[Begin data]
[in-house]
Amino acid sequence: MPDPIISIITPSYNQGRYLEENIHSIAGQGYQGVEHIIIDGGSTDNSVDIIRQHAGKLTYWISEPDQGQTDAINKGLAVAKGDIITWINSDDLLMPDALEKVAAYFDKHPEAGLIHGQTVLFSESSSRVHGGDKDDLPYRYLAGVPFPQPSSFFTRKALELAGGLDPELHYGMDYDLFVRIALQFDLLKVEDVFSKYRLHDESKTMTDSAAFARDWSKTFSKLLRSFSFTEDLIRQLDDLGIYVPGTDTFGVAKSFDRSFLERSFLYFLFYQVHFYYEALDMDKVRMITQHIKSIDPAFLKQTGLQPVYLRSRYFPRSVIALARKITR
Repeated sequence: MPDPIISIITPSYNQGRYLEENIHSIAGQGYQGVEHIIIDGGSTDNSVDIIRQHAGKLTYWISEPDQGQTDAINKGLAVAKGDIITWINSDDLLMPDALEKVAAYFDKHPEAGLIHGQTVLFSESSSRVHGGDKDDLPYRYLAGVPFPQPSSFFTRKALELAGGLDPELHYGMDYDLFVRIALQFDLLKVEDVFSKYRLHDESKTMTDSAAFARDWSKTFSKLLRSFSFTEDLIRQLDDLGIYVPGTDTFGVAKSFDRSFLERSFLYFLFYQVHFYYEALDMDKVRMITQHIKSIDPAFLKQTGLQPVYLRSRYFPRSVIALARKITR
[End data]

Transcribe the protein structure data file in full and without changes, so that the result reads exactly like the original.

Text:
[in-house]
Amino acid sequence: MPDPIISIITPSYNQGRYLEENIHSIAGQGYQGVEHIIIDGGSTDNSVDIIRQHAGKLTYWISEPDQGQTDAINKGLAVAKGDIITWINSDDLLMPDALEKVAAYFDKHPEAGLIHGQTVLFSESSSRVHGGDKDDLPYRYLAGVPFPQPSSFFTRKALELAGGLDPELHYGMDYDLFVRIALQFDLLKVEDVFSKYRLHDESKTMTDSAAFARDWSKTFSKLLRSFSFTEDLIRQLDDLGIYVPGTDTFGVAKSFDRSFLERSFLYFLFYQVHFYYEALDMDKVRMITQHIKSIDPAFLKQTGLQPVYLRSRYFPRSVIALARKITR
Repeated sequence: MPDPIISIITPSYNQGRYLEENIHSIAGQGYQGVEHIIIDGGSTDNSVDIIRQHAGKLTYWISEPDQGQTDAINKGLAVAKGDIITWINSDDLLMPDALEKVAAYFDKHPEAGLIHGQTVLFSESSSRVHGGDKDDLPYRYLAGVPFPQPSSFFTRKALELAGGLDPELHYGMDYDLFVRIALQFDLLKVEDVFSKYRLHDESKTMTDSAAFARDWSKTFSKLLRSFSFTEDLIRQLDDLGIYVPGTDTFGVAKSFDRSFLERSFLYFLFYQVHFYYEALDMDKVRMITQHIKSIDPAFLKQTGLQPVYLRSRYFPRSVIALARKITR